2 thoughts on “The Fear of Instability

  1. I woke up this early morning at 4 something am, a vivid burning thought about Alice in Wonderland, which I have not recently re read. Even as I write this, the memory of that experience has become vague like the creatures adrift in Alice’s salt water tears. What was the question again Tweedle Dee, or Dum?

    It might have been a quest, rather than a question, that Alive in Wonderland was a map, perhaps mathematical, to understanding our reality, this reality that we currently inhabit now. The reality formed by Industrialization, mathematical understandings, and as I was reading articles, the French New Wave computer Alphaville, or AI, was reading me and tried to lead me astray with stories of the author’s sordid desires.

    Little did Alphaville know that I had already memorized the Jabberwocky and even recited it to my children, as I pushed them on the swing in a rhythm that defied IT’s hold on them. Perhaps poetry holds the answers, but my children are now lost in Wonderland, and being raised by the Lions in the Veld.

    I am trying to hold onto the threads of the surging quest that catapulted me out of bed in search for my phone to speak into and record the moment. Language is no longer sufficient, thanks to Alphaville’s reduction of language, to explain these thoughts.

    I have never been suspicious of living in a constructed reality until now, but then who knows what artificial whisperings have planted thoughts (nano seeds of discontent) into my brain. Are those messages in the book? My creative self is considering writing a script to hold onto the concepts I “experienced”…have you noticed that realizations are not just a thought, they are sensory connections held together by thought. Usually we can only reach those cracks in our thought reality where the light gets in (as Leonard Cohen explained) “There is a crack in everything, thats how the light gets in.”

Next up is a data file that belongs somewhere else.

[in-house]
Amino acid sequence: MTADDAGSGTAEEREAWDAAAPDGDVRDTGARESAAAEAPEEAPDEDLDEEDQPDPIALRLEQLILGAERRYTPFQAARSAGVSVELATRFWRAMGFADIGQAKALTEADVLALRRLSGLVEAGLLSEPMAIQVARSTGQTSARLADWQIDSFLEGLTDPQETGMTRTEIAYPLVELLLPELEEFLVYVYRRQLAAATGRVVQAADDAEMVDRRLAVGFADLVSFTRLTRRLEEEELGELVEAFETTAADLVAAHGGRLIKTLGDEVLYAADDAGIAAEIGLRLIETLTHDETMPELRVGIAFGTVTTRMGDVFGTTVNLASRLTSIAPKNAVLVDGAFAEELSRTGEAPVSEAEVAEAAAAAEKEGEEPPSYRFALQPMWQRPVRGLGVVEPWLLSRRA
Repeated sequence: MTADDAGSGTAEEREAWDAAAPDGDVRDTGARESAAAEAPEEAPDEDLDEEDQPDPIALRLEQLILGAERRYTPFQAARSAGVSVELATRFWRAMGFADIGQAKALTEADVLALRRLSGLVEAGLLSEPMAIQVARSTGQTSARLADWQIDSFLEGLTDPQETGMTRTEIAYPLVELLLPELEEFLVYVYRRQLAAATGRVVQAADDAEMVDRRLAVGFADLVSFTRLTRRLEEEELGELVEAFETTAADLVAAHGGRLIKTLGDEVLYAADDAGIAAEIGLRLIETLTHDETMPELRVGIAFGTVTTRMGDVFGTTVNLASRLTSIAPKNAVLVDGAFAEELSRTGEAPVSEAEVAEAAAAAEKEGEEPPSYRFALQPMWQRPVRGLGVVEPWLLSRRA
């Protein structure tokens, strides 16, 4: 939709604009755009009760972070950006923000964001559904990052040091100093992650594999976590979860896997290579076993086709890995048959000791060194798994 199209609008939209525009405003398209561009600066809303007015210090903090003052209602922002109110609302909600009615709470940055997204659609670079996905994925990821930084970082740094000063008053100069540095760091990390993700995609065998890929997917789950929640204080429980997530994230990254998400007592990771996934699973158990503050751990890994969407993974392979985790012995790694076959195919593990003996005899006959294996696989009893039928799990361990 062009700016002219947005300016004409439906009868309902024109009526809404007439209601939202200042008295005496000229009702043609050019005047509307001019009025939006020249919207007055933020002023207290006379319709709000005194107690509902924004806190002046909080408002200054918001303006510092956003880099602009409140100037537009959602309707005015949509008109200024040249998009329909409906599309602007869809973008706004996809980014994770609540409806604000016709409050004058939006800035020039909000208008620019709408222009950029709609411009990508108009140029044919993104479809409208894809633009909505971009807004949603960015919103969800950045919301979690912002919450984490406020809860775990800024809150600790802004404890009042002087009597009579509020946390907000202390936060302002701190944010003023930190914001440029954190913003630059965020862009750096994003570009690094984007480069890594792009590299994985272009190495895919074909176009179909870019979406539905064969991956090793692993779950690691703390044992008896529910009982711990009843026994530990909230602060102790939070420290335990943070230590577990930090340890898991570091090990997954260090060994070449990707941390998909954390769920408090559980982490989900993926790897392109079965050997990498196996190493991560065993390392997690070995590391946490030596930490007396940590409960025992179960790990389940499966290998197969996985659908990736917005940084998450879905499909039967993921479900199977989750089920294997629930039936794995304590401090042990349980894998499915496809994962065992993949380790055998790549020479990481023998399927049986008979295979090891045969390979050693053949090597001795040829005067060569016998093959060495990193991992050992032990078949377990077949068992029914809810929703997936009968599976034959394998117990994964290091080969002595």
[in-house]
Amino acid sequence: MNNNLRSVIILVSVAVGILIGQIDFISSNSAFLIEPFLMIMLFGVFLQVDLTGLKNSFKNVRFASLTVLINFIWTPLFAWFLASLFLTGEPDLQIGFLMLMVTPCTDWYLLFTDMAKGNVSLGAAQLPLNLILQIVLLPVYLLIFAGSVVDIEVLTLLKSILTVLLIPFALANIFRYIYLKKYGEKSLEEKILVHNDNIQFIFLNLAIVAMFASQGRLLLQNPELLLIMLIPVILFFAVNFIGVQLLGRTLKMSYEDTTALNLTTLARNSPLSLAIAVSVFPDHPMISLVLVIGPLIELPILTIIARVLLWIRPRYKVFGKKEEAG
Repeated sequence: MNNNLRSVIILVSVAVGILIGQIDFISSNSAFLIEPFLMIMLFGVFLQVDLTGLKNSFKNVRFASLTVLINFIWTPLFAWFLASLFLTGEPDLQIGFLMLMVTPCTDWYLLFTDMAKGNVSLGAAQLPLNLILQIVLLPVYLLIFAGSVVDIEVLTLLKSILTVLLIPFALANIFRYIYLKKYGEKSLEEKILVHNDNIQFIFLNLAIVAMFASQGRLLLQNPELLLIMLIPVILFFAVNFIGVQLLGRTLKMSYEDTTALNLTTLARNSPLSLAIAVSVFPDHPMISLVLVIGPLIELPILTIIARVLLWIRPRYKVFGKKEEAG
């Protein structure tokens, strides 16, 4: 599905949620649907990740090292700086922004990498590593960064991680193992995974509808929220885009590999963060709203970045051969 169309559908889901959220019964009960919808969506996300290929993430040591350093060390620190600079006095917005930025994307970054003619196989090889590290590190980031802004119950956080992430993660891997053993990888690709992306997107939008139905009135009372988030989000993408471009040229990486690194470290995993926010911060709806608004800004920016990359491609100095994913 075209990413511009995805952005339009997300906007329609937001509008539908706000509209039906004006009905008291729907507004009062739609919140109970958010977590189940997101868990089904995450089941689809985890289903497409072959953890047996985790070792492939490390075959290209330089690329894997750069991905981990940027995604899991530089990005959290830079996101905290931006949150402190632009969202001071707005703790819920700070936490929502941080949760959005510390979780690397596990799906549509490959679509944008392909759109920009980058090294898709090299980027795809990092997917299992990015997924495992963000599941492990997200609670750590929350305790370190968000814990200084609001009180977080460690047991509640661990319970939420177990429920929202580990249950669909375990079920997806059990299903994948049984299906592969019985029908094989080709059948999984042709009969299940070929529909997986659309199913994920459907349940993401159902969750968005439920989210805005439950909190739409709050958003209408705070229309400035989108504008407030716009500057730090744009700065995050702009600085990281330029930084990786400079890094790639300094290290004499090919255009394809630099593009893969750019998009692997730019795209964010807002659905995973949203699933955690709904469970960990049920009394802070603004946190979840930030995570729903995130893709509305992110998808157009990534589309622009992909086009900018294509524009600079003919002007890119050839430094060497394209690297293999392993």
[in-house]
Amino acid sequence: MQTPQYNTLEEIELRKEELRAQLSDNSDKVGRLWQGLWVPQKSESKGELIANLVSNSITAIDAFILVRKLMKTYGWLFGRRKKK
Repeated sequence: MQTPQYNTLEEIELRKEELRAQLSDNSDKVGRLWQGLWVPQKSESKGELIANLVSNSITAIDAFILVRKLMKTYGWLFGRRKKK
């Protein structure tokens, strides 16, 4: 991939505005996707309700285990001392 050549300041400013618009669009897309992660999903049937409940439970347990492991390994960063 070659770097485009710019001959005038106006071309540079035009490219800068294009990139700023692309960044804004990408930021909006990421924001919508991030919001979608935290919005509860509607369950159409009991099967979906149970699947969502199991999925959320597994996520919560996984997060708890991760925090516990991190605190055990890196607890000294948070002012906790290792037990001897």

Like Alice falling down the rabbit hole and searching for the White Rabbit, I don’t where to start. I was given a message, it was cathartic and now I wonder if I must leave hidden messages in my physical reality or here in this constructed reality that we spend most of our lives trying to navigate, like…Alice. The internet is non linear, like Alice, we can jump from one rabbit wiki hole to the next in our search for answers. But every time we ask questions, “Like where is the White Rabbit and what am I doing here? The Cheshire cat just grins and disappears.

    And yet I am still here, searching for answers and an explanation, How is Alice in Wonderland a map to understanding our existence, or ExistenZ, Cronenberg’s alt gaming reality, and what other authors have tried to help us understand beyond to obvious dystopian writers. A Wrinkle in Time was a profound book in my childhood, the rhythm of IT has become so apparent in my children’s lives as they are confined by screens and their own versions of reality that prevent them from fully experiencing the world outside and within.